Telehealth Best Practices: Stuart Long of InfoBionic On How To Best Care For Your Patients When They Are Not Physically In Front Of You

An Interview With Dave Philistin

Dave Philistin, CEO of Candor
Authority Magazine


Preparation is key. As a patient myself, the clearer the explanation of my ailment along with the healthcare providers instructions being explicitly clear on what is expected of the patient. (Often we just show up to the doctors office unprepared as to what is expected of us).

One of the consequences of the pandemic is the dramatic growth of telehealth and telemedicine. But how can doctors and providers best care for their patients when they are not physically in front of them? What do doctors wish patients knew in order to make sure they are getting the best results even though they are not actually in the office? How can telehealth approximate and even improve upon the healthcare that traditional doctors’ visits can provide?

In this interview series, called “Telehealth Best Practices; How To Best Care For Your Patients When They Are Not Physically In Front Of You”, we are talking to successful doctors, dentists, psychotherapists, counselors, and other medical and wellness professionals who share lessons and stories from their experience about the best practices in telehealth. As a part of this series, I had the pleasure of interviewing Stuart Long.

Stuart Long was appointed CEO of InfoBionic in March 2017. With more than 20 years of experience in the medical device market, Mr. Long brings a great deal of expertise in achieving rapid commercial growth. Prior to joining InfoBionic, he was CEO at Monarch Medical Systems, LLC, a Charlotte-based, artificial intelligence clinical decision support software provider for insulin dosing calculations, where he oversaw the organizational restructuring of the company.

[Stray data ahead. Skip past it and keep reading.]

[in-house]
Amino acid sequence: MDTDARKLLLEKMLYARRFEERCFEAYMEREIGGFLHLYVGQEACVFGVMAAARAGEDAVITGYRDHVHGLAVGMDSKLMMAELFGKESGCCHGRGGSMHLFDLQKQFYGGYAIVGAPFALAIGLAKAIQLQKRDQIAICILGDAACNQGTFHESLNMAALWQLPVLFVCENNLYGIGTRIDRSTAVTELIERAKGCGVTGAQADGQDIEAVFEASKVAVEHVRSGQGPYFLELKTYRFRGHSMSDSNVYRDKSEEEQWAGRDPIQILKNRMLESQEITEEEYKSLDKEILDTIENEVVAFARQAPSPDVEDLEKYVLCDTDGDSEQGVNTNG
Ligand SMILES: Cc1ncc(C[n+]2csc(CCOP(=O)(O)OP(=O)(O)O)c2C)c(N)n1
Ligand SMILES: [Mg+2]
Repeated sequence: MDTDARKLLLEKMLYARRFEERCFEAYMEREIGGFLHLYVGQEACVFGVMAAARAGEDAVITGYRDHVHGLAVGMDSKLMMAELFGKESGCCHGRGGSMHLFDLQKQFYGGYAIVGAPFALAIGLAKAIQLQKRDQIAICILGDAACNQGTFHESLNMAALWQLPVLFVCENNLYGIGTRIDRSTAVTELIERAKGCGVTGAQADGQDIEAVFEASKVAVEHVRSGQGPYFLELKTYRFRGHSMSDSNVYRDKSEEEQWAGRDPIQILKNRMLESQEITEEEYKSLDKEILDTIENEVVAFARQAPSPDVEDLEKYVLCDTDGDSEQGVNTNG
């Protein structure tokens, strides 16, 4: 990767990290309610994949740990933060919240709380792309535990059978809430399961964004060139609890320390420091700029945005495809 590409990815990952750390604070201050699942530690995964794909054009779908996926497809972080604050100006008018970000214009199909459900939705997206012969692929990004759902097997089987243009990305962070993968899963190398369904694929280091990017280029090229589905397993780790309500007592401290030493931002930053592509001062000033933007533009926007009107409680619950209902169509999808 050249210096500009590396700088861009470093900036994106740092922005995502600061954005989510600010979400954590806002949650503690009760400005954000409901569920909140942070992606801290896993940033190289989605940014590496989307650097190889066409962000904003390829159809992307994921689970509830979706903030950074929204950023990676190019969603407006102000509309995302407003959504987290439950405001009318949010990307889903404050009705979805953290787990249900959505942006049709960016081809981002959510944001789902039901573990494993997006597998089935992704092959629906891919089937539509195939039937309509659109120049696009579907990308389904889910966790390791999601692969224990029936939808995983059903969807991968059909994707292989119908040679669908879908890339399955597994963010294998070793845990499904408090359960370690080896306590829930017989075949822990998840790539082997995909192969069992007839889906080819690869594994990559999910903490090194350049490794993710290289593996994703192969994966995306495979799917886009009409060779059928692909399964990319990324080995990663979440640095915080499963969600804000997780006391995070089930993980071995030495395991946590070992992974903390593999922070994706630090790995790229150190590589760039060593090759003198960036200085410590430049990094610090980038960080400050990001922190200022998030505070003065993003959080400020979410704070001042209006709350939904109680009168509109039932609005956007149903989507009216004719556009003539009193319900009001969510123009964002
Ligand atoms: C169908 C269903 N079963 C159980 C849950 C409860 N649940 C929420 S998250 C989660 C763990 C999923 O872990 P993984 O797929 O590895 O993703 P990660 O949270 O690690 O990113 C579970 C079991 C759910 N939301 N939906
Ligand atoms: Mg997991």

Thank you so much for joining us in this interview series! Before we dive in, our readers would love to get to know you a bit better. Can you tell us a bit about your backstory and how you got started?

I got started in my very early youth going on home health visits with my mother who was a home health nurse for a big portion of her career. I got to see the joy, peace of mind and sense of security her patients felt when she arrived… especially with a youngster in tow. I later went to become a certified nurse’s aid in high school and volunteered in local nursing homes. There’s a high degree of influence from these early experiences on my understand and humility toward the human condition. This later led to my earning registries in both Radiology (X-ray & Cat scan) as well as Cardiology in echocardiography (ultrasound of the heart). I worked as a cardiology supervisor and later made the leap to the vendor side where I have worked almost exclusively with leading edge technologies that are first of kind introductions that have proven to vastly improve clinician workflow and ultimately better patient care. (From cardiac video tapes to floppy disk, then from film to digital screens, later from old school client/server IT systems to web-based only systems and then on to first of kind AI in calculating insulin dosing for in hospital patients and ultimately here at InfoBionic for the first cloud based near real-time streaming of remote cardiac ECG’s).

Can you share the most interesting story that happened to you since you began your career?

The most interesting stories are the one’s where a life has been saved or altered in such a positive way from the solution, I’ve been charged with delivering into the market. One that sticks out was during the middle of the pandemic. The largest independent cardiology practice closed all 30+ locations all at once. It was extremely challenging to see patient’s. Yet with some ingenuity and close work with this group, we were able to get our customer’s MoMe monitors out to any patient who needed it. Although the examples are ten fold now, it was the first story of our device working in concert with a telehealth video solution that allow the patient to be virtually monitored in near real-time. The physician’s we’re able to diagnose her symptoms they were having at home. They changed her medication doses and watched to see if her symptoms were relieved. They were initially but then returned. The physician received that alert and decided they needed to get to the hospital so they could implant a device to solve the issue for good. They were able bypass the emergency room and had the patient admitted directly into the hospital in an area not associated with the ER and provide the procedure and get them back home asap. The patient felt as though their life was saved and the physician(s) were very pleased at how they were able to identify, diagnose and ultimately intervene in a brand new care model that didn’t exist even 30 days prior.

Can you please give us your favorite “Life Lesson Quote”? Can you share how that was relevant to you in your life?

Actually I have two favorites… both linked to each other: